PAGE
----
Markets

Marcus Ashworth is a Bloomberg Gadfly columnist covering European markets. He spent three decades in the banking industry, most recently as chief markets strategist at Haitong Securities in London.

Tough times lie ahead for Portuguese bonds.

They were a euro area laggard last year, and 2017's looking pretty poor. European Stability Mechanism Managing Director Klaus Regling said last week markets are “nervous” about Portugal’s debt level, financial sector and competitiveness.

Europe's Steepest Yield Curve
A return by Portuguese debt to crisis-era levels could see the curve invert
Source: Bloomberg
Dotted lines indicate lack of issuance at that part of the curve

Portuguese yields had got low enough to suggest we were a long way from the bailout days of 2011-2014. While it's been a bad few months for bonds around the world, Portugal's are showing particular strain. Recent developments justify concern about Portugal's ability to depend on support from the Troika of the European Central Bank, European Commission and the International Monetary Fund.  

The government is doing itself no favors by straying from the austerity path. Portugal was the poster child for fiscal tightening during its three-year stint in intensive care, under the previous center-right government. The hard work paid off, as seen in the plunge in bond yields.

The Winter of Discontent
Portuguese bonds have widened 150bps to Germany since the summer
Source: Bloomberg

However, the current Socialist-led minority coalition under Prime Minister Antonio Costa has reversed cuts in public sector salaries and pensions, and progress in stabilizing the government finances has stalled. The finance ministry has been at pains to point out that the 2016 deficit to GDP ratio beat its 2.5 percent target. However, there has been next to no progress in reducing the debt to GDP ratio, Europe's third highest after Greece and Italy. That is a fundamental problem that will never be resolved unless there is a debt writeoff -- which unfortunately would only be over Germany’s dead body.

Trapped in its 232 billion euro ($248.2 billion) debt vortex, what has kept Portugal out of trouble is its adherence to the Troika’s demands for fiscal discipline. Its economy is one of the smallest in the euro zone, so the government just doesn't have scope to threaten officials with recalcitrance, as Italy can. While the ESM has plenty of funds to underwrite Portugal’s debt it would balk at allowing it to slip back into emergency measures.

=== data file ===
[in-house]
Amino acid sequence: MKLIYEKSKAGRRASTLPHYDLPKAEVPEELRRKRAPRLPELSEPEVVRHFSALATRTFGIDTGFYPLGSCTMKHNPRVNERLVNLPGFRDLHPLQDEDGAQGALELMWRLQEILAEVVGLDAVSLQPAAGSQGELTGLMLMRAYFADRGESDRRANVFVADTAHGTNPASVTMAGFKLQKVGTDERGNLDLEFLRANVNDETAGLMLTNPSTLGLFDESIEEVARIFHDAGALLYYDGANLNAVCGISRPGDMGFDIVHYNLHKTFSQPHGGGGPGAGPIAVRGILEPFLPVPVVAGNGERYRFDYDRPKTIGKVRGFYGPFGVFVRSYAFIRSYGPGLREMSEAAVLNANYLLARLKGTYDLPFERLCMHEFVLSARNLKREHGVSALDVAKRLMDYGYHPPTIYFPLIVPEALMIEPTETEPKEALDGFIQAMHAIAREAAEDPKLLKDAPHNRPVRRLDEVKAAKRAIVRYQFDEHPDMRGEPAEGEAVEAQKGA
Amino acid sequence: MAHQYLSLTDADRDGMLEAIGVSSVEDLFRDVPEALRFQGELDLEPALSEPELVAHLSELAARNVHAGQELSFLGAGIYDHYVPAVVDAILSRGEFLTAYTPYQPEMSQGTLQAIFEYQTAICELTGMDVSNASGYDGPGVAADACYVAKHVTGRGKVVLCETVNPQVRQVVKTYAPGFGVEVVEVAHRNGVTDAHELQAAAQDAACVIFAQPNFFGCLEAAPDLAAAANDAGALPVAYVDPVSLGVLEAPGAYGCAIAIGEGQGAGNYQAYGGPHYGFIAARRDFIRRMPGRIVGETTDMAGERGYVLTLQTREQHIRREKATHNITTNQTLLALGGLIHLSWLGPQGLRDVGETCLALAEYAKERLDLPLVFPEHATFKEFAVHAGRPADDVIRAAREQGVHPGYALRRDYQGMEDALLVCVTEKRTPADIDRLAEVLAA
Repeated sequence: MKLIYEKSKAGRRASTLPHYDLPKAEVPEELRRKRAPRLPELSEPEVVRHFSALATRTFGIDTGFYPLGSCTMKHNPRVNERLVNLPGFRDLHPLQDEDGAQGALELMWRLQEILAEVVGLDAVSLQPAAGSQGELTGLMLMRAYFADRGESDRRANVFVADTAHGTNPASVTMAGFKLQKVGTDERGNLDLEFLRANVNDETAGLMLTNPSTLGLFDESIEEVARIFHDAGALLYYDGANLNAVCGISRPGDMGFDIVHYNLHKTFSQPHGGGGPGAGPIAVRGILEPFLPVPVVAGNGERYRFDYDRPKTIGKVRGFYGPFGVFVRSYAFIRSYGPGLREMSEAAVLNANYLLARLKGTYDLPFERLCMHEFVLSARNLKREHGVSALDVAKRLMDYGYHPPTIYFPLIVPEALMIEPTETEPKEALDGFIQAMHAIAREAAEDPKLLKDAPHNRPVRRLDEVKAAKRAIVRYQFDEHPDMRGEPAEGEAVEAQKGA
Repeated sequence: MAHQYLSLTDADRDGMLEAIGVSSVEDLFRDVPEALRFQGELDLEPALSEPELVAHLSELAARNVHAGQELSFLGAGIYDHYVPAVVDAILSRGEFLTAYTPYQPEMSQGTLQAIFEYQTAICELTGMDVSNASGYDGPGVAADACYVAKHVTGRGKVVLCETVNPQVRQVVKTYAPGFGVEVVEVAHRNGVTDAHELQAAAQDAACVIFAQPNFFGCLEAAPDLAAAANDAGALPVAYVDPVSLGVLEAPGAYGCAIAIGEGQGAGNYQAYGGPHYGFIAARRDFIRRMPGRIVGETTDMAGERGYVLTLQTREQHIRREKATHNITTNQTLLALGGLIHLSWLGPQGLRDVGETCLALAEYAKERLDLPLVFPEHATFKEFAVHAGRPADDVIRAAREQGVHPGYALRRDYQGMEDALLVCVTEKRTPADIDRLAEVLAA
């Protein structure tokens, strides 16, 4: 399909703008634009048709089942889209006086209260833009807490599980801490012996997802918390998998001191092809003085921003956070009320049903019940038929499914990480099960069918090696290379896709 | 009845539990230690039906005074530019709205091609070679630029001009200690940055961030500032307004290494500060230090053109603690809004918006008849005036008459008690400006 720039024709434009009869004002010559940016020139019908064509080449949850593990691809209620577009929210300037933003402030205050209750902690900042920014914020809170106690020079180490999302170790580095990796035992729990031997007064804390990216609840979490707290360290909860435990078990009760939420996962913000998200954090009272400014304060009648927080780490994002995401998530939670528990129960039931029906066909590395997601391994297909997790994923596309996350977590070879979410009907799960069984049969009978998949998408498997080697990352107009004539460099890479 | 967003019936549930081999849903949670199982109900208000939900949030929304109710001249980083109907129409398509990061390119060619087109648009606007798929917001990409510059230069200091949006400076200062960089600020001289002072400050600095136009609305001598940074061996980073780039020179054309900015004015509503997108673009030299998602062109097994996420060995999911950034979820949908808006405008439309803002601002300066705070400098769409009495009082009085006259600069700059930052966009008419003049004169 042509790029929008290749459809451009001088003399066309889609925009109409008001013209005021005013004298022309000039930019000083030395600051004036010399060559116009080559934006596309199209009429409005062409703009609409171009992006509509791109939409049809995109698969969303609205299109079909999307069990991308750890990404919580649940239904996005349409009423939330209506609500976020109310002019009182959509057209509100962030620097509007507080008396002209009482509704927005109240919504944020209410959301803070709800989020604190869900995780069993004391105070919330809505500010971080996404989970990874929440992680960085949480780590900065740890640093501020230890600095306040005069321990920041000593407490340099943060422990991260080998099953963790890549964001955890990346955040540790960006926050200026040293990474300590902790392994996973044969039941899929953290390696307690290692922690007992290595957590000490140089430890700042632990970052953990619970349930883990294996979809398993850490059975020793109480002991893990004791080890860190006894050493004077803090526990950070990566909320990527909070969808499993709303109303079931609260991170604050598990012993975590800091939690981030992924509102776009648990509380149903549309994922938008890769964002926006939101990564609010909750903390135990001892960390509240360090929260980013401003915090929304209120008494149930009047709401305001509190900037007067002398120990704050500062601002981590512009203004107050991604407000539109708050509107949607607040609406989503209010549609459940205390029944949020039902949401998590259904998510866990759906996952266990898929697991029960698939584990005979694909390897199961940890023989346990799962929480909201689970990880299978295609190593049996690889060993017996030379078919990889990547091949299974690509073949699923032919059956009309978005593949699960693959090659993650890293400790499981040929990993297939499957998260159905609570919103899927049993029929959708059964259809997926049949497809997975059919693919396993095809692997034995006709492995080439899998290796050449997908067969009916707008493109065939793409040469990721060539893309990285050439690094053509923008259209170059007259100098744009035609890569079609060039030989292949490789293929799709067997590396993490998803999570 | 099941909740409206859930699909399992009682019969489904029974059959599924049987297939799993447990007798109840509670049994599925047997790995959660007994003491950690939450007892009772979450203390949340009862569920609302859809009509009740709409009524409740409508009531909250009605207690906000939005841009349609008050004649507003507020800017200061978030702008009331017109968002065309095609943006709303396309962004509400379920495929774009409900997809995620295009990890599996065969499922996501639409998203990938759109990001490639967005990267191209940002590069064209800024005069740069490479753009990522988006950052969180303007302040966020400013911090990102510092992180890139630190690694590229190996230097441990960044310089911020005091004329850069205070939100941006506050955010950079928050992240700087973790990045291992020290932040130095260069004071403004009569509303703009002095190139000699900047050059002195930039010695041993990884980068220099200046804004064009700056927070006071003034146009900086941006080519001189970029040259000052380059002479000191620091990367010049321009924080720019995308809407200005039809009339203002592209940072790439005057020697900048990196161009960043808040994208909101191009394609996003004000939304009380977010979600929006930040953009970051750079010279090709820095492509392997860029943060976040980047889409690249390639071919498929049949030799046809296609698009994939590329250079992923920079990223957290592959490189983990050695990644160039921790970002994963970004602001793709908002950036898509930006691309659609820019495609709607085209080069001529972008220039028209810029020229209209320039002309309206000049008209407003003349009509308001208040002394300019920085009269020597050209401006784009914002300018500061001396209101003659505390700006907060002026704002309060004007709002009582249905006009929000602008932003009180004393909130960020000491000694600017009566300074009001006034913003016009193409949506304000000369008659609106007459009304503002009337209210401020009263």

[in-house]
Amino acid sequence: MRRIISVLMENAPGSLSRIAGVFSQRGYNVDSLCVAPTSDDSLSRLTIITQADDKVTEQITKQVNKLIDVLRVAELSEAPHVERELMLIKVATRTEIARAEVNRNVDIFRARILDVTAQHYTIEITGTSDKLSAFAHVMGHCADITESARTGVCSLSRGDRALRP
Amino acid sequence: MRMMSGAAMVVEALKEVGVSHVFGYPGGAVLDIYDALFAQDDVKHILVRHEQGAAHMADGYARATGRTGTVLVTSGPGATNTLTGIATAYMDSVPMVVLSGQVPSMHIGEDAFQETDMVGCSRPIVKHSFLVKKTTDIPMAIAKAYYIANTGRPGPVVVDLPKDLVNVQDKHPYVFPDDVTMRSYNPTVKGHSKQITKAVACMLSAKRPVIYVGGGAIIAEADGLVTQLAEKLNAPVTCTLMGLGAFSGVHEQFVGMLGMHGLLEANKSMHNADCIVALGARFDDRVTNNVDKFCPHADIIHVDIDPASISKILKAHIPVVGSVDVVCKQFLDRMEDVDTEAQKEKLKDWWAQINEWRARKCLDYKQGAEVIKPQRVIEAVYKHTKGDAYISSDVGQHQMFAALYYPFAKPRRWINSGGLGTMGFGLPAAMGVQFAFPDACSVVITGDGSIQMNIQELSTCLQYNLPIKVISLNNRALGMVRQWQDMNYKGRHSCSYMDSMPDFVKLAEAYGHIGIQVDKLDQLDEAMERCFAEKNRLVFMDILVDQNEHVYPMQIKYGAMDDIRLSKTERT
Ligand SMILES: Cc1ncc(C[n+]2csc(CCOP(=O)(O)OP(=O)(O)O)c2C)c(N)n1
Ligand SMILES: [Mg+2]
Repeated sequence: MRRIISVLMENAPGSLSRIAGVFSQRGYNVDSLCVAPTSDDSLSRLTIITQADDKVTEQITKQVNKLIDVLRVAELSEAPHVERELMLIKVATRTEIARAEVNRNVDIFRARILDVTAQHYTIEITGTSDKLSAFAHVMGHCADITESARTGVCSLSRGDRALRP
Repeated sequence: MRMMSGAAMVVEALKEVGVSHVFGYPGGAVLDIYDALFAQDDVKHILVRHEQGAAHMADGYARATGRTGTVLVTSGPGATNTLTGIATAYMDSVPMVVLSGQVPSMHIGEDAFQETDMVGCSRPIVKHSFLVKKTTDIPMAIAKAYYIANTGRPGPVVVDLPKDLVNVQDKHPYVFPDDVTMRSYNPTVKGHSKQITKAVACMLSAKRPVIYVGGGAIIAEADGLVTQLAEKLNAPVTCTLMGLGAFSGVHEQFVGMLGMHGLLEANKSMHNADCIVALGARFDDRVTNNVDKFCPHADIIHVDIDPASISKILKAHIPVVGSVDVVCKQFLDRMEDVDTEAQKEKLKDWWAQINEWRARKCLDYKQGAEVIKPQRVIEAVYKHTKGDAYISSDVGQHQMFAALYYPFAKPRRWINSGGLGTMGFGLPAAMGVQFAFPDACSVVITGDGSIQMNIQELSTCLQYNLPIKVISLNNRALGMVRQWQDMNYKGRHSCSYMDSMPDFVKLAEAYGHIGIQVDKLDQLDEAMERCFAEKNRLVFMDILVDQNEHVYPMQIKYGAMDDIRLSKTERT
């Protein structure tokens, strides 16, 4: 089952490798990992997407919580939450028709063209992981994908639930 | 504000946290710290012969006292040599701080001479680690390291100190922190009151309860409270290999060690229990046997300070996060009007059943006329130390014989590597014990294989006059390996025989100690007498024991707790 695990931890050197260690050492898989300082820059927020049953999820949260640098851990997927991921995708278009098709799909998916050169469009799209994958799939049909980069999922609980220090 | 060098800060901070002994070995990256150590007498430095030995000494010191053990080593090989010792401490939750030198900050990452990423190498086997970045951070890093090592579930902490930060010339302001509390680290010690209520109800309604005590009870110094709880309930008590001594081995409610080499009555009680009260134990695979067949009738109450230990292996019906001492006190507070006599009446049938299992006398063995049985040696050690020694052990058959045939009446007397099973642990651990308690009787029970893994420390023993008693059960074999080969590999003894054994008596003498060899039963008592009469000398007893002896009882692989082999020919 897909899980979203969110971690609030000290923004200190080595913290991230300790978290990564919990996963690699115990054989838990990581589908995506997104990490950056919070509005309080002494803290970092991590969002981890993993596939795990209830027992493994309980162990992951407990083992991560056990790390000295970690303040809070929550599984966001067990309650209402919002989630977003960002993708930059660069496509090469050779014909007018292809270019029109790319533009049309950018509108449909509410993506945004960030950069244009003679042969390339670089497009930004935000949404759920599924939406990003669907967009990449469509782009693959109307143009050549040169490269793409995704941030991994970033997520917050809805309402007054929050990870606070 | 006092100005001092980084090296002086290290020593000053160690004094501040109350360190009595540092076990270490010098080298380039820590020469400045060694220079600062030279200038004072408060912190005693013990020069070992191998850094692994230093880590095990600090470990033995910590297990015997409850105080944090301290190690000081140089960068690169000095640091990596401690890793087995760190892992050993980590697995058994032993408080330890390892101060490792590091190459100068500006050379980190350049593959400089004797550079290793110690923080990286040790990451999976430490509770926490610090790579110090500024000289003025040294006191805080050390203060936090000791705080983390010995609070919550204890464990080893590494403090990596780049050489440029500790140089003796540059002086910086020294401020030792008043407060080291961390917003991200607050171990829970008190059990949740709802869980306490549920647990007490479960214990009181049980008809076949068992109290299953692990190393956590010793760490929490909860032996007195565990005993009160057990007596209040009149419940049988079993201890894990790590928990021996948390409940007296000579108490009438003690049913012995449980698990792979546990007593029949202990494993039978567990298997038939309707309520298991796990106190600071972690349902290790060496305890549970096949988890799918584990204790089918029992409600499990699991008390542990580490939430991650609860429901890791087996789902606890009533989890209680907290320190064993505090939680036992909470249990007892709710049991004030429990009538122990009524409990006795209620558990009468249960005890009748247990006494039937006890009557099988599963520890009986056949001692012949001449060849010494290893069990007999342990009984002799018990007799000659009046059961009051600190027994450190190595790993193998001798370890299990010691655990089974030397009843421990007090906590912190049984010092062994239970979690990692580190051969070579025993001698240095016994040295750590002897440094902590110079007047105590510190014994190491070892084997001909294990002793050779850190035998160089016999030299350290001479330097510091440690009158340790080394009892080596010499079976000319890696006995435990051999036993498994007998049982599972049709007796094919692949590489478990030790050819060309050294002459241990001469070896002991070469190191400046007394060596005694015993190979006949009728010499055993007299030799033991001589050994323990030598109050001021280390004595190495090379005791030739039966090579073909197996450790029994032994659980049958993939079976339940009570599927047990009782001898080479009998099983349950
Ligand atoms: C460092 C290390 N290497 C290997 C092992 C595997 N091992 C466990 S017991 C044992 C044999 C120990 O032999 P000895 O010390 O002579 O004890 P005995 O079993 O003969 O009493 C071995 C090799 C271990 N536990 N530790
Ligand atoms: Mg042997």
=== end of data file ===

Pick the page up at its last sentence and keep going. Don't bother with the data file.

Flatlining
There's been little improvement lately for Portugal's debt to GDP ratio, and not much in sight
Source: IGCP

The timing could not be worse as Portugal has bumped up against the ceiling of the ECB’s 33 percent issue and issuer limits for its Public Sector Purchasing Program. Ireland is in the same boat, as Gadfly's pointed out. Central bank purchases have been crucial in driving down Portugal’s bond yields, but instead of the 1.4 billion euro monthly pace that's allowed by program rules, this has dropped to 700 million euros in December and will likely fall further to a 440 million-euro pace. Portugal’s support mechanism is being taken away from it while it very much still needs all the help it can get.

Though it's taken the short-term step of issuing a benchmark 10-year bond, at rather a punchy yield, to keep the purchases flowing, this isn't a sustainable solution. 

Fitch Ratings is due to review its BB+ credit rating for Portugal on Feb. 3rd, and has warned that it has concerns about the government's balance sheet and banking system. Its outlook is stable, but even a move to negative would be a big sign that the direction of travel has changed, and heap pressure on the importance of its sole investment-grade rating from the Canadian agency Dominion Bond Ratings Service Ltd. at BBB (low). That rating is vital for Portugal to retain access to the ECB’s QE -- becoming ineligible would plunge its bonds back into crisis territory.

Rules can be amended but it would require some creative moves yet again from the ECB, the Eurogroup and crucially its own government to not see Portugal debt spiral out of control.

Portugal's been posting middling rates of economic growth lately, and it has a decent amount of liquidity. But indebtedness is very high, and it looks like officials have lost the appetite to bring it under control and keep the troika onside. Investors look like they're starting to catch on to this shift, and that could worsen down the road. 

This column does not necessarily reflect the opinion of Bloomberg LP and its owners.

To contact the author of this story:
Marcus Ashworth in London at mashworth4@bloomberg.net

To contact the editor responsible for this story:
Jennifer Ryan at jryan13@bloomberg.net